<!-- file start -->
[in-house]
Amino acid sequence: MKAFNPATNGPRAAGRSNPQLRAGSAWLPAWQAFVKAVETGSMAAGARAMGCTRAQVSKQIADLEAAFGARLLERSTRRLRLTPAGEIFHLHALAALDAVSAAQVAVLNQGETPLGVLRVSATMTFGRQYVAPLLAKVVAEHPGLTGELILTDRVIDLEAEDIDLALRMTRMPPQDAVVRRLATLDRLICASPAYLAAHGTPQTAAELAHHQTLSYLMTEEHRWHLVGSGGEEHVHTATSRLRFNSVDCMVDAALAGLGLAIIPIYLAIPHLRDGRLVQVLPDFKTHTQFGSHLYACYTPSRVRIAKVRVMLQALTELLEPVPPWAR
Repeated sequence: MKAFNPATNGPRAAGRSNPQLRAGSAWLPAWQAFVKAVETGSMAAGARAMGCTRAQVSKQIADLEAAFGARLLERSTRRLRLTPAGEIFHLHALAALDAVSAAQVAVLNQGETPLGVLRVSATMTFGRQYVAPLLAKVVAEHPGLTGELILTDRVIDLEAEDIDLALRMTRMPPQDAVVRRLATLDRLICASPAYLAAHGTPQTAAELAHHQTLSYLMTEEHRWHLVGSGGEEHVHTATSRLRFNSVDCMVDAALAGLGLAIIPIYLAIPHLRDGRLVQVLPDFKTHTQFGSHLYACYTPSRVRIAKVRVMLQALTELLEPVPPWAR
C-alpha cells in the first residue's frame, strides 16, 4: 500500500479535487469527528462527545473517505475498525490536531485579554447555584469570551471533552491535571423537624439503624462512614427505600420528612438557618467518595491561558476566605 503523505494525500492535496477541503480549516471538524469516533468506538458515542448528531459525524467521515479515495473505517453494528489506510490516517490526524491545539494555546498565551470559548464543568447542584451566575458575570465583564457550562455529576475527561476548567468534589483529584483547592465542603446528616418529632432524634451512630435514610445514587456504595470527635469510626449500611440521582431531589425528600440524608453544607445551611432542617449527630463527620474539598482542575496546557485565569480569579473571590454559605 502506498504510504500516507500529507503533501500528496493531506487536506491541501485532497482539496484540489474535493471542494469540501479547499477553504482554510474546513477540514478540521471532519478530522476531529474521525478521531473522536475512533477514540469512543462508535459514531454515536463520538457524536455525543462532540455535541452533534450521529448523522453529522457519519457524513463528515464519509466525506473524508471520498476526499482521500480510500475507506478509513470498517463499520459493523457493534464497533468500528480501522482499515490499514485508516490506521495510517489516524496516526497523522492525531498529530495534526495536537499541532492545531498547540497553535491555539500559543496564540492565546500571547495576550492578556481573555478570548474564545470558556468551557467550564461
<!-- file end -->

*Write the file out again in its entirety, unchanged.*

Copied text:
[in-house]
Amino acid sequence: MKAFNPATNGPRAAGRSNPQLRAGSAWLPAWQAFVKAVETGSMAAGARAMGCTRAQVSKQIADLEAAFGARLLERSTRRLRLTPAGEIFHLHALAALDAVSAAQVAVLNQGETPLGVLRVSATMTFGRQYVAPLLAKVVAEHPGLTGELILTDRVIDLEAEDIDLALRMTRMPPQDAVVRRLATLDRLICASPAYLAAHGTPQTAAELAHHQTLSYLMTEEHRWHLVGSGGEEHVHTATSRLRFNSVDCMVDAALAGLGLAIIPIYLAIPHLRDGRLVQVLPDFKTHTQFGSHLYACYTPSRVRIAKVRVMLQALTELLEPVPPWAR
Repeated sequence: MKAFNPATNGPRAAGRSNPQLRAGSAWLPAWQAFVKAVETGSMAAGARAMGCTRAQVSKQIADLEAAFGARLLERSTRRLRLTPAGEIFHLHALAALDAVSAAQVAVLNQGETPLGVLRVSATMTFGRQYVAPLLAKVVAEHPGLTGELILTDRVIDLEAEDIDLALRMTRMPPQDAVVRRLATLDRLICASPAYLAAHGTPQTAAELAHHQTLSYLMTEEHRWHLVGSGGEEHVHTATSRLRFNSVDCMVDAALAGLGLAIIPIYLAIPHLRDGRLVQVLPDFKTHTQFGSHLYACYTPSRVRIAKVRVMLQALTELLEPVPPWAR
C-alpha cells in the first residue's frame, strides 16, 4: 500500500479535487469527528462527545473517505475498525490536531485579554447555584469570551471533552491535571423537624439503624462512614427505600420528612438557618467518595491561558476566605 503523505494525500492535496477541503480549516471538524469516533468506538458515542448528531459525524467521515479515495473505517453494528489506510490516517490526524491545539494555546498565551470559548464543568447542584451566575458575570465583564457550562455529576475527561476548567468534589483529584483547592465542603446528616418529632432524634451512630435514610445514587456504595470527635469510626449500611440521582431531589425528600440524608453544607445551611432542617449527630463527620474539598482542575496546557485565569480569579473571590454559605 502506498504510504500516507500529507503533501500528496493531506487536506491541501485532497482539496484540489474535493471542494469540501479547499477553504482554510474546513477540514478540521471532519478530522476531529474521525478521531473522536475512533477514540469512543462508535459514531454515536463520538457524536455525543462532540455535541452533534450521529448523522453529522457519519457524513463528515464519509466525506473524508471520498476526499482521500480510500475507506478509513470498517463499520459493523457493534464497533468500528480501522482499515490499514485508516490506521495510517489516524496516526497523522492525531498529530495534526495536537499541532492545531498547540497553535491555539500559543496564540492565546500571547495576550492578556481573555478570548474564545470558556468551557467550564461